Pakistan Today (Lahore)
Rohingya refugees sue Facebook for $150bn over Myanmar violence
Rohingya refugees from Myanmar are suing Meta Platforms Inc, formerly known as Facebook, for $150 billion over allegations that the social media company did not take action against antirohingya hate speech that contributed to violence.
A US class-action complaint, filed in California on Monday by law firms Edelson PC and Fields PLLC, argues that the company’s failures to police content and its platform’s design contributed to real-world violence faced by the Rohingya community.
In a coordinated action, British lawyers also submitted a letter of notice to Facebook’s London office.
Facebook did not immediately respond to a Reuters request for comment about the lawsuit.
The company has said it was “too slow to prevent misinformation and hate” in Myanmar and has said it has since taken steps to crack down on platform abuses in the region, including banning the military from Facebook and Instagram after February 1 coup.
Facebook has said it is protected from liability over content posted by users by a US internet law known as Section 230, which holds that online platforms are not liable for content posted by third parties.
The complaint says it seeks to apply Myanmar law to the claims if Section 230 is raised as a defence.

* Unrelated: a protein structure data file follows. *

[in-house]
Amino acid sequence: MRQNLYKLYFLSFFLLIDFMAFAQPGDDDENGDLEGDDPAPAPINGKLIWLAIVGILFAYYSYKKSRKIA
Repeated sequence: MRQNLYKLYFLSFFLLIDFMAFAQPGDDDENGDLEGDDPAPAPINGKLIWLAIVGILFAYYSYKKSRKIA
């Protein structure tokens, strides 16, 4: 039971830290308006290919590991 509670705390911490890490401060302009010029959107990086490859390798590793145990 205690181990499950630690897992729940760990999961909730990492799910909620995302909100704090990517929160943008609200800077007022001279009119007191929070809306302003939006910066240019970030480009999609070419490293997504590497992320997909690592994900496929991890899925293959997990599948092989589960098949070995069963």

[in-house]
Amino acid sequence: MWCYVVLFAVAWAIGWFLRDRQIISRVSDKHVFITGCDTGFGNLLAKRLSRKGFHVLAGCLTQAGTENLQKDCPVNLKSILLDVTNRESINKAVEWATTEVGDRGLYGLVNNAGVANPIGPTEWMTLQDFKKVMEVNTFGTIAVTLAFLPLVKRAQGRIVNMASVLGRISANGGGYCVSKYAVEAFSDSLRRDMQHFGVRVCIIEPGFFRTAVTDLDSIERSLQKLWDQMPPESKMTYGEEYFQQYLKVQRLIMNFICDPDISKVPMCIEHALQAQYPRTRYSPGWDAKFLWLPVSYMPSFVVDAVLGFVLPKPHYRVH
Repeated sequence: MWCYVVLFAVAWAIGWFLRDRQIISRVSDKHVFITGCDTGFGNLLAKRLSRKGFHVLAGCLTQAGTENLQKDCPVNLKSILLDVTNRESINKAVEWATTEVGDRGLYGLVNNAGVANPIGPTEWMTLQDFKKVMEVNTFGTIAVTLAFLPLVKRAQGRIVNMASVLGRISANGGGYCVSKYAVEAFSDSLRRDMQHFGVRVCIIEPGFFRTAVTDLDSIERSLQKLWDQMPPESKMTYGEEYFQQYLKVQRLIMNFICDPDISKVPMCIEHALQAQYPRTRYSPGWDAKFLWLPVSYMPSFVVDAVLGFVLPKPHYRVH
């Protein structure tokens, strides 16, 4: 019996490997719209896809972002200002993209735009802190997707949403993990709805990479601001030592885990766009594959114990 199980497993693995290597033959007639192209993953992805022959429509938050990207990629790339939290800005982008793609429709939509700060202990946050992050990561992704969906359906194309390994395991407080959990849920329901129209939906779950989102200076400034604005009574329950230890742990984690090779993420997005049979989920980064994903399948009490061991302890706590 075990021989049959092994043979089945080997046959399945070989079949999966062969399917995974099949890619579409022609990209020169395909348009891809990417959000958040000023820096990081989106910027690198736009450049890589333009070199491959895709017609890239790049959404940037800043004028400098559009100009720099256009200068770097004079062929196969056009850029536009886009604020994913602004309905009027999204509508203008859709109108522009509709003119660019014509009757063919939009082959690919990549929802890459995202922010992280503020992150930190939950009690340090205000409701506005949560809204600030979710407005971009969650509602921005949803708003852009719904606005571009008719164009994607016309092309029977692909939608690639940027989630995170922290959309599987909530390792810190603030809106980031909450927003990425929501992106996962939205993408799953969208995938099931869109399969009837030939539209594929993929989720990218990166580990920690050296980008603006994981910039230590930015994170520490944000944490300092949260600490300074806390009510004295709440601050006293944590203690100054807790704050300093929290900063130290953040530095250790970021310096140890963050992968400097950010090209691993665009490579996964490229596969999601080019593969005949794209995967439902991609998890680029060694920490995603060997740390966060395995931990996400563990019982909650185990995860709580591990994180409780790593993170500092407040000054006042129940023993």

Although US courts can apply foreign law to cases where the alleged harms and activity by companies took place in other countries, two legal experts interviewed by Reuters said they did not know of a successful precedent for foreign law being invoked in lawsuits against social media companies where Section 230 protections could apply.
Anupam Chander, a professor at Georgetown University Law Center, said that invoking Myanmar law wasn’t “inappropriate.” But he predicted that “it’s unlikely to be successful,” saying that “it would be odd for Congress to have foreclosed actions under US law but permitted them to proceed under foreign law.”
More than 730,000 Rohingya Muslims fled Myanmar’s Rakhine state in August 2017 after a military crackdown that refugees said included mass killings and rape. Rights groups documented killings of civilians and the burning of villages.